Tuesday, October 28, 2014

Child's Play

When our older kiddos were in grade school, I used to take them on all kinds of field trips.  You know, that is a real plus to homeschooling.  You choose the place, the day, the lunch, the time frame.  You choose if you go alone or with other families.  You see what you want, and then you all go home and nap.  It's really a sweet deal. 
One of our favorite places back then was the Denver Nature and Science Museum.  This place is huge. And despite the overbearing evolutionary junk, it was a nice place to spend the day.

 But as the boys got older, I started finding myself sandwiched between the ever-changing needs of adolescents and the fatigue of being pregnant and caring for newborns late into my thirties.  You know, teenagers up at night, wanting to eat and talk...Babies up early in the morning, wanting to eat and talk...So naturally, the field trips got put on the shelf.  Not intentionally, mind you, just sort of, out of necessity.  So I could breathe. And sleep. And manage my ever-growing family without loosing my mind.  Which didn't really happen.  But at least I tried.

Well, I am mid-forties now.  I most likely will not be having any more babies.  And I have graduated two young men from high school.  Kenny has taken over much of Sammy and Tommy's schooling. And I find myself itching for something more enjoyable than hauling older kids to speech and debate tournaments and co-ops and jobs all over the state, you know so they can work and make their own money...With my gas. 

I digress...

So, at the beginning of this school year, I started putting together a wish list of sorts.  For fun things to do. Outdoor walks, learning days, company tours. And the Denver Museum once again made it's way back onto that list.  Because it had been too long.  And...it was a free day.

"Wow, Mom, that dino-sword is WAY taller than me!', says a very excited two year-old.

Green girls at the Space Odyssey

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Pretty cool deep-sea divers

Lunch Time!  As we ate, we found ourselves talking about and drooling over the idea of BBQ ribs and such...Perhaps because our lunch consisted mainly of fruit and nuts!

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Digging for Fossils

The BEST water table I have ever seen.  I wanted to take it home with me!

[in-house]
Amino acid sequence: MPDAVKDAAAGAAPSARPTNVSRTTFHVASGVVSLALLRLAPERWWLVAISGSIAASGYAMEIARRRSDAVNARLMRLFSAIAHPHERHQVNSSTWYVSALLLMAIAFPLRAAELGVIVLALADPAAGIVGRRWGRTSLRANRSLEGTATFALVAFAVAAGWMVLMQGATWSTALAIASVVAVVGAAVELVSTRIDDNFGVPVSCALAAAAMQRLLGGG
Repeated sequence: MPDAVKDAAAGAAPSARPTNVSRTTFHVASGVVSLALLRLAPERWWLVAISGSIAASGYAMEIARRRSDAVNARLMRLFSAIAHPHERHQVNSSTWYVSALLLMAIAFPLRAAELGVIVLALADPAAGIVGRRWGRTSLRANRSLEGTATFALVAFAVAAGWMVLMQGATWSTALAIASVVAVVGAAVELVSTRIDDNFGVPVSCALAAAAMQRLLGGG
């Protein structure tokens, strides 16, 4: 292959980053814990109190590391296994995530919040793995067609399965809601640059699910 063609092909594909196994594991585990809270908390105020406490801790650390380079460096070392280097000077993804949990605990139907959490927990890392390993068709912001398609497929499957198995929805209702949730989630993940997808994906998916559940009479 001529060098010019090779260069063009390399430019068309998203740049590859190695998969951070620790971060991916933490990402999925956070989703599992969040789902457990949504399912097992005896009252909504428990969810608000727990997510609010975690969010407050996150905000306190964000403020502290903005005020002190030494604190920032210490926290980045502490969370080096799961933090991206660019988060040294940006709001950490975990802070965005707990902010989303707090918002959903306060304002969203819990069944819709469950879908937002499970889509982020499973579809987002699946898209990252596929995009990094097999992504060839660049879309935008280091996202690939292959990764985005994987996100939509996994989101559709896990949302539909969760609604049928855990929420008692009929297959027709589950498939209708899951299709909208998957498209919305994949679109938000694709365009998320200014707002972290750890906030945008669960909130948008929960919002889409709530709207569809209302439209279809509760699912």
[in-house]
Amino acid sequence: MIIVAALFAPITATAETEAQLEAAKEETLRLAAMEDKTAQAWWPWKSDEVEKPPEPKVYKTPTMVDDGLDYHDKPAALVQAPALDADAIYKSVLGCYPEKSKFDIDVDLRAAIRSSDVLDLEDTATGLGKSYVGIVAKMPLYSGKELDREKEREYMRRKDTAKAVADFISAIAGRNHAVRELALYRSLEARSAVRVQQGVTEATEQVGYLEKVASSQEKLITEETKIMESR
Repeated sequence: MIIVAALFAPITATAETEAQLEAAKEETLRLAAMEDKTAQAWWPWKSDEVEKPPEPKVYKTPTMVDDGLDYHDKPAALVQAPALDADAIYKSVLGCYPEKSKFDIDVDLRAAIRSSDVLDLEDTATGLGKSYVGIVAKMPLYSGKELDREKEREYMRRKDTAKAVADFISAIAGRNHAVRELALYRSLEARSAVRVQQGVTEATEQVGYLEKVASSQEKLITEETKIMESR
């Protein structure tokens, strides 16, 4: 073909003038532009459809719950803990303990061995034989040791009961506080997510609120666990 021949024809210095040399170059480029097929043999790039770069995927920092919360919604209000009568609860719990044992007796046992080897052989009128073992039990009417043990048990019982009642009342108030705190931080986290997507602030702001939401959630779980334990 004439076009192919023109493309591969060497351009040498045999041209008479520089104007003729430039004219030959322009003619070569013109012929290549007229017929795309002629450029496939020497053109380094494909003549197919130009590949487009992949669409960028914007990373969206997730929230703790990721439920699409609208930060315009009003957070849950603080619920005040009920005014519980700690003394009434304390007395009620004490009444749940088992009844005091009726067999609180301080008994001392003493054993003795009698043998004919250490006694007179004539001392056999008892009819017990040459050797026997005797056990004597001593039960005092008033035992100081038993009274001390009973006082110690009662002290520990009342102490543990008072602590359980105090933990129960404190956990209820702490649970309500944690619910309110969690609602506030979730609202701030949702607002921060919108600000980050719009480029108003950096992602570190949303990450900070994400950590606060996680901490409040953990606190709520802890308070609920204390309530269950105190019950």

Michael loved building these critters, until another little person wanted to 'share' the pieces.  Michael looked at the boy, dropped his toy, and walked off disgusted, muttering to himself.

At lunch, I kept seeing Sarah put her hand down toward the ground, ever-so-sneakily.  So eventually I took a peek under her chair and found these poor unwanted pecans lying on the floor. 

This water vortex really kept Sarah's attention.  She just kept saying, "Mom, we have got to get a family pass to this museum!"

Engineer in the making.

Michael didn't get the point of these over-sized Tinker Toys.  Then he walked over to a video demonstration, and came back, victoriously putting them together!

Friday, October 3, 2014

The Comfort of Tradition

Traditions and familiarity are important.

That savory aroma that brings you back to the comfort of your Grandmother's kitchen.
The gentle hum of the neighbor's lawn mower on warm summer afternoons.
The children's story book you read over and over and over until the cover was hanging by a thread and the jam-covered pages almost smiled at you.
The same Christmas treats, baked every single year; even though you add in new recipes, you will never not make the tried and true.
That list of favorite hymns that brings you back to your childhood church, as you stood right in the middle of your quiet, gentle, towering parents, soaking up the richness of the human voice reaching out to God.
New school supplies and clothes.  And a lunchbox. Every year.
The changing of the seasons, cold to warm to hot to cool and back to cold again.  Just like clockwork.
Your Mother, always in the kitchen taking care of the family after you trudged home and fell on the couch after a long day of school.
The well-worn places in your Bible, calling you over and over to stop and read and be refreshed and filled by His thoughts.

These things are comforting.  They speak without a word.  They are the invaluable sights and sounds and smells and feelings that have gently shaped us, year after year. They are the traditions, the familiar traditions that seem to possess a priceless ability to calm us and keep us grounded.

Every fall we have a celebration in our home.  Because Mom adores this time of the year.  And now my family does too.  We decorate and cook and light candles and have our once-a-year fall feast.  We find comfort in this tradition with each other. Danny even made sure he was off work for it. 
Joey got a care package with chowder soup mix, candy corns, and apple cider mix. But boy, was he missed. First year without him.
Whether Thanksgiving turkeys or Autumn leaves, our children's little hands have graced craft projects like this one for almost 20 years.

My lovely daughters put most of this together before I even got a chance to.
We don't' have a tablecloth long enough, so we just use a small one for a splash of color.  

Like our new fall goblets?  Emma and I found them at our grocery store for 75c a piece. Maybe someday I'll have real crystal instead of the cartooned-woodland-creature theme, but I'm not holding my breath!
 Clam chowder, real apple cider, apples with caramel dip, and candy corns are the menu each Autumn.  I know Dr. Atkins would not approve, but it really is yummy.  
And besides, it's tradition.